The growth of Eastern European countries: Why investing is a good idea
Ever since the Iron curtain fell and the eastern European countries re-gained independence, these former communist countries have become a part of the European open market. Almost all countries throughout history that have been controlled by communists are usually met with a harsh and rocky beginning. As the complete reconstruction of society and all that comes with it does not set itself without problems. However, despite this many of the former communist countries have thrived over the years and seem to be on the way to become powerful economic powerhouses of their own.
While all have their own story and reasons behind their success, the eastern European market is still an untapped market with cheap labor, cheap sourcing and highly educated individuals.
With strong economic reforms and a heavy egalitarian focus, the Polish market have been surprisingly steady since the breakout from Soviet influence.
Although they already had a strong economic policy after 1989, they adopted a deep economic reform in 1991 and have been on a trajectory upward in its economy ever since (impressively, Poland was the only country to completely avoid the 2008 crisis).
Another reason for their success is their abolishment of oligarchs. True to their egalitarian ideals, no one have been given oligarch status since its founding and all billionaires in Poland today are market made.
In addition, the egalitarian view of investment and support to all sectors, have made Poland a true swiss army knife when it comes to potential, with a strong (and cheap) education system, making it a hotspot for many Europeans who wants to study medicine.
Hungary is unique in many ways. Despite the rocky start of the country attributed to public unrest regarding unfair property sale conditions and later the economic crisis 2008, Hungary have remained a strong up and coming economy.
By cementing itself as one of the strongest export focused countries in Europe, they have attracted heavy foreign investment that seem to continue for many years to come.
Hungary are also unique in their education regarding IT.
As many IT companies have invested heavily into Hungary and started offices around Budapest, the universities have shown to host a talent group of future IT entrepreneurs and employees.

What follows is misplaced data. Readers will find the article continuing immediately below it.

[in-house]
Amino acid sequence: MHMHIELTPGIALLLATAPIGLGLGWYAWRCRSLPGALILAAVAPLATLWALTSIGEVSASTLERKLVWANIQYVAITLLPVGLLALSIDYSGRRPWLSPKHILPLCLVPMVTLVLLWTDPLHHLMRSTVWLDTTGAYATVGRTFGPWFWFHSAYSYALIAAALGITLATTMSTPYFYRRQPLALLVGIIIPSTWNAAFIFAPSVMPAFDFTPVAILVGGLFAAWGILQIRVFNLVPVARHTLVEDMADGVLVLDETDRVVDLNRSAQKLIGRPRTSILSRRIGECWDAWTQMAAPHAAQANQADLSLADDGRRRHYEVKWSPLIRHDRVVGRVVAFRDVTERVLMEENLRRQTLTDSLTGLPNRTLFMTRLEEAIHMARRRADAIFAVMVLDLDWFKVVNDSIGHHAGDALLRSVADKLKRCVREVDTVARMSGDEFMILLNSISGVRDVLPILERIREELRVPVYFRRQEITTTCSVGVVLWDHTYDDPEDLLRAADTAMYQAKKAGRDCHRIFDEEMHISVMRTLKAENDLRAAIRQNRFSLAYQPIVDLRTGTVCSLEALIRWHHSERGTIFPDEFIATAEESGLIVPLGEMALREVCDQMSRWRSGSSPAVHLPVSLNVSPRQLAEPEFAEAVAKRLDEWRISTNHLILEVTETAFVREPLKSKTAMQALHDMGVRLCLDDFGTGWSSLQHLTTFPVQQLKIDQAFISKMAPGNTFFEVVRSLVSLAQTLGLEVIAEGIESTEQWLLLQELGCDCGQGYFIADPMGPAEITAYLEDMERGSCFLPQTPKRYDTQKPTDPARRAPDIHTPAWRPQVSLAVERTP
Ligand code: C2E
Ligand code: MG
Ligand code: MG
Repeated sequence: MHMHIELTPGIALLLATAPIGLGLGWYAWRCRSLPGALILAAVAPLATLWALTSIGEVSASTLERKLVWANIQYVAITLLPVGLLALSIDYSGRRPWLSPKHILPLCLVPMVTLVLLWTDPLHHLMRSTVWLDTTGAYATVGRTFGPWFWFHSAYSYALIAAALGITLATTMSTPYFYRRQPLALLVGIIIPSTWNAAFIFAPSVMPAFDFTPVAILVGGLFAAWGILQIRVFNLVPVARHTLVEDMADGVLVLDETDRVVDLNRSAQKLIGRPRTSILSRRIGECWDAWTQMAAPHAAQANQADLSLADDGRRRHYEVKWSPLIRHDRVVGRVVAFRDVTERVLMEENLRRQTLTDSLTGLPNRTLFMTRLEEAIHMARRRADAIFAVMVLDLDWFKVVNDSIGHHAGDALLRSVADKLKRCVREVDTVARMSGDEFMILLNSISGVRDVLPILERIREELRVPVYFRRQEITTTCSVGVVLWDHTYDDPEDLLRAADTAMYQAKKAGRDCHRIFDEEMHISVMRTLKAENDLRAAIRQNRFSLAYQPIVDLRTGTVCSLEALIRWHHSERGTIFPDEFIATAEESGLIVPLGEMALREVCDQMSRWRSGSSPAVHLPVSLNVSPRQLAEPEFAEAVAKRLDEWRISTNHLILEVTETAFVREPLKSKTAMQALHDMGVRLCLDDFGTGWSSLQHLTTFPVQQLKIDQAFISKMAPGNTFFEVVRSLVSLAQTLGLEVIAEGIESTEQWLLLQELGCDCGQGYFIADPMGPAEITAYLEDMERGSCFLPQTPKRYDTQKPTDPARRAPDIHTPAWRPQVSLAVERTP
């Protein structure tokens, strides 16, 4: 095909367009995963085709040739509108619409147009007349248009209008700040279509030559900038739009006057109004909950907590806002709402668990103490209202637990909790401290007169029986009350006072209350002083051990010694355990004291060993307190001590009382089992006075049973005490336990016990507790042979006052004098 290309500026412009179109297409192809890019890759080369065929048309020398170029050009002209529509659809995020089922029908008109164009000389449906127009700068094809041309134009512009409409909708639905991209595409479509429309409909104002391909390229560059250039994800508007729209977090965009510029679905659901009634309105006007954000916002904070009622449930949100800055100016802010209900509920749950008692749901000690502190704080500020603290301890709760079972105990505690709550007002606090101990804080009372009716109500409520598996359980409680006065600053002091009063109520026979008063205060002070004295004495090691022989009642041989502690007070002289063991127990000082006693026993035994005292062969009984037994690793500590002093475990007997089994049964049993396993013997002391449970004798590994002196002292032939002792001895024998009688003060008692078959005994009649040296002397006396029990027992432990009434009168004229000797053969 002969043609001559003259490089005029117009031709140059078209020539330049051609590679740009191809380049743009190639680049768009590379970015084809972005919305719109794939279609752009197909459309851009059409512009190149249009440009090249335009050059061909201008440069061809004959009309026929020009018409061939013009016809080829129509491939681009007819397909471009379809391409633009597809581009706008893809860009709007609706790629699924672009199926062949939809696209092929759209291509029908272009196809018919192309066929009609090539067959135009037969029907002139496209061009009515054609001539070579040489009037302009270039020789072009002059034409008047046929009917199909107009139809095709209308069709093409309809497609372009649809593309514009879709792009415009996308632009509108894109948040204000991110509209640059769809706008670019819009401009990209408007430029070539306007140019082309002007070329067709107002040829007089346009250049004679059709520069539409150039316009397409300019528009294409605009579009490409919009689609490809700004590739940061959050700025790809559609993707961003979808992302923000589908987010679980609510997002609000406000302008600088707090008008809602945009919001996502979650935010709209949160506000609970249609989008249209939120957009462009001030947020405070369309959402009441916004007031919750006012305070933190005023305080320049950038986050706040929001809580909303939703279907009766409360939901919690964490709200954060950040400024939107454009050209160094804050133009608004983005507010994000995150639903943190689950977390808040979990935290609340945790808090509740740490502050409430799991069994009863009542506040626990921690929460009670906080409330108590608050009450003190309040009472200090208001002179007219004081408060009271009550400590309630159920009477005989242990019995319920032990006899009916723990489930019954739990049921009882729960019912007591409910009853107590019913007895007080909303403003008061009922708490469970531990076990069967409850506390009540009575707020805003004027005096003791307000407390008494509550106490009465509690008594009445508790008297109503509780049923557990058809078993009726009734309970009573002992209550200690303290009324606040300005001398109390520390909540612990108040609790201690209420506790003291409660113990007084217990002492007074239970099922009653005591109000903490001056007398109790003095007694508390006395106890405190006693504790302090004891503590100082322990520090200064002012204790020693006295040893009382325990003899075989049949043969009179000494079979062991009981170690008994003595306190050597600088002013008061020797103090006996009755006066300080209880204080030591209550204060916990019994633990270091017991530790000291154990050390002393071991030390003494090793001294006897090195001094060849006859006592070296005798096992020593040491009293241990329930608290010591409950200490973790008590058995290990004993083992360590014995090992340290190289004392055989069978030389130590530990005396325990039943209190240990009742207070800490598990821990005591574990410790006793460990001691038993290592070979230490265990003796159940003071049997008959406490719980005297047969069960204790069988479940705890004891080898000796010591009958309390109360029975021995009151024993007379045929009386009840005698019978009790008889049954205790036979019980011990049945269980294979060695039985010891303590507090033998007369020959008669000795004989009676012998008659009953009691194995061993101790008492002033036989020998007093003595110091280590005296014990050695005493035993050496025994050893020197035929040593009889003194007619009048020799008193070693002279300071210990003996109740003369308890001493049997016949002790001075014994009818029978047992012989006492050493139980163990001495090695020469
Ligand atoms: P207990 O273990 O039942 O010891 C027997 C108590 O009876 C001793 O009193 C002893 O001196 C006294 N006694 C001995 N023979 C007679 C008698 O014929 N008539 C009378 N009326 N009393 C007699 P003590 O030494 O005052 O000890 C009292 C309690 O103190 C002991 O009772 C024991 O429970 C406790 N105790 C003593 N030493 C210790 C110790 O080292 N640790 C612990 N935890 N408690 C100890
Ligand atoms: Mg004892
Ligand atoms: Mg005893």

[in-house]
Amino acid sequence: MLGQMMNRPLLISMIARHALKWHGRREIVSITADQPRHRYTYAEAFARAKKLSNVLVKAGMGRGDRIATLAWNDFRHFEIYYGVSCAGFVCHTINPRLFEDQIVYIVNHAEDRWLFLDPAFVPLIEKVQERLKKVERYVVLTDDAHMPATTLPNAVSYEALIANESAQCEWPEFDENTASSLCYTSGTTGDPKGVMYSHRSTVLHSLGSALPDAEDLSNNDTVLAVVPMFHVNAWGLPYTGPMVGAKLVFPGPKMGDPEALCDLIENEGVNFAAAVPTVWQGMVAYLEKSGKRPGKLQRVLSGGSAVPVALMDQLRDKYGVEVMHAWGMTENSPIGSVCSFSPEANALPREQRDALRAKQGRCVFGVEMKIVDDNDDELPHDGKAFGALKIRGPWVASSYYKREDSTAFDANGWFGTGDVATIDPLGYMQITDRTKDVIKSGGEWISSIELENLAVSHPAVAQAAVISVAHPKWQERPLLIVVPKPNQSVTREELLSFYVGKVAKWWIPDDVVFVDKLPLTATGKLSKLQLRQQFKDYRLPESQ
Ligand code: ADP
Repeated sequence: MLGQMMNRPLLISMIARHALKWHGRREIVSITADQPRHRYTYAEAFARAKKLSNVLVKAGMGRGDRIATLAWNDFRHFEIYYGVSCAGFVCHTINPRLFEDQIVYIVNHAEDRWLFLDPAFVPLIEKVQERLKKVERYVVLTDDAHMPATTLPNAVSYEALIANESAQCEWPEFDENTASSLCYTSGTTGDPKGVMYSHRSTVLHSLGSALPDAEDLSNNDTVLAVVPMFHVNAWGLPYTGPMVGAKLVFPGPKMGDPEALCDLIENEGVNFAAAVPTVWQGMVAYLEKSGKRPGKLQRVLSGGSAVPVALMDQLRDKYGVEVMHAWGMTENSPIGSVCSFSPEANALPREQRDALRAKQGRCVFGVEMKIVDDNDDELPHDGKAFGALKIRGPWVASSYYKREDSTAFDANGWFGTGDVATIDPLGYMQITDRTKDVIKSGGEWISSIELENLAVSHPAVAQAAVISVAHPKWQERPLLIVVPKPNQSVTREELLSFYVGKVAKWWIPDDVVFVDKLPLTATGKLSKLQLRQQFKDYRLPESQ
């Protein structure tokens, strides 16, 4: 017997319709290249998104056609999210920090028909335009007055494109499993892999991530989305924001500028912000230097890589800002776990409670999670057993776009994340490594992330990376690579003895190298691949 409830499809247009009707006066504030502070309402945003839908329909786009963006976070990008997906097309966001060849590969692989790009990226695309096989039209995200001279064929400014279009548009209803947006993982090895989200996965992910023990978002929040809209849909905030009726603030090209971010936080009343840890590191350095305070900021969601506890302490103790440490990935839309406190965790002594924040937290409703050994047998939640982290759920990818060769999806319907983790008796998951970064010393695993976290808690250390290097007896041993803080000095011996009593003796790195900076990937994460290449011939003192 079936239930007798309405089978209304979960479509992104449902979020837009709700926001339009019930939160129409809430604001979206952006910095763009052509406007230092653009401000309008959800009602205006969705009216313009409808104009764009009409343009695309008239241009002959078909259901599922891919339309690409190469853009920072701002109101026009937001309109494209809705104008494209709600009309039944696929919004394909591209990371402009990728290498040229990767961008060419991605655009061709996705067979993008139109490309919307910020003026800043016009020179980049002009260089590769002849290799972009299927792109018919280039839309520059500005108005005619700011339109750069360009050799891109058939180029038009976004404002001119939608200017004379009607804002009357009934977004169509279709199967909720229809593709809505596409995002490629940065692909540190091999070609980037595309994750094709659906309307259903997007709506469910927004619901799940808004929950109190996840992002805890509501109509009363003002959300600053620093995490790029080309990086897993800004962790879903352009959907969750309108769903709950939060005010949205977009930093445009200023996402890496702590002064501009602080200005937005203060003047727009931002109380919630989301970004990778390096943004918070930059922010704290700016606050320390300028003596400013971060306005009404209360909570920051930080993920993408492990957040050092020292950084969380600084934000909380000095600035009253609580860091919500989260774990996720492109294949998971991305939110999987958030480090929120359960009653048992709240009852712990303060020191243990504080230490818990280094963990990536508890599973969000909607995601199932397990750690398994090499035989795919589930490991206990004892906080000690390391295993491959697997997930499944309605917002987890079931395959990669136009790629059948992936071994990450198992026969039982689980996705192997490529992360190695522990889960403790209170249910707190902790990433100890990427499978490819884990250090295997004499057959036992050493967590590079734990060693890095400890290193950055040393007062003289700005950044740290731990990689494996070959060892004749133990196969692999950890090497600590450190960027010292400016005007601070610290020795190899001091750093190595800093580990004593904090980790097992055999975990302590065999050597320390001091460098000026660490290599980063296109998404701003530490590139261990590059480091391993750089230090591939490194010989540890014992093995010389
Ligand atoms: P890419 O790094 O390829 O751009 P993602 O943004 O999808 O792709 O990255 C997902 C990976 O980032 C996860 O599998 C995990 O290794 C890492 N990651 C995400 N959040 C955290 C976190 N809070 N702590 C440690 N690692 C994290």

Lithuania is a curious case of how EU investments can prove to be effective.
Considered one of the easiest countries in the world to do business within, over the years many investors (majority from Sweden) have used Lithuania’s untapped market for their own gain.
Unlike most countries’ from the East bloc, the economic crisis proved to be not as severe for Lithuania, letting them bounce back effortlessly after just half a year.
Since then they have proven to be a strong place of growth and secure investment, with it also hosting many educated peers despite their size.
As their industry is heavily service focused, it shouldn’t be to surprising that they are a reactive market-based economy, that have an easy time cooperating with other countries.
As the iron curtain fell, as mentioned before, many eastern European countries suffered from the difficulties of rebuilding society and the free market. One country however, adapted to the free market faster than any other. That country is the Czech Republic.
But by looking at its history, this might not be that much of a surprise.
As when they were ruled by the Soviet, the Czech Republic in conjunction with Slovakia were the most prosperous country in all the eastern bloc.
With a strong industrial sector, Czech Republic had much of the infrastructure already in place when it regained it’s independence, leading it to be considered one of the most successful Eastern Bloc countries at the time. With a strong focus on heavy steel production and machine manufacturing, they also enjoy high standards of education.
As most other Eastern European countries had to expand these sectors, the Czech Republic already possessed a strong education base for their citizen after the fall of Soviet, a privilege they still enjoy to this day.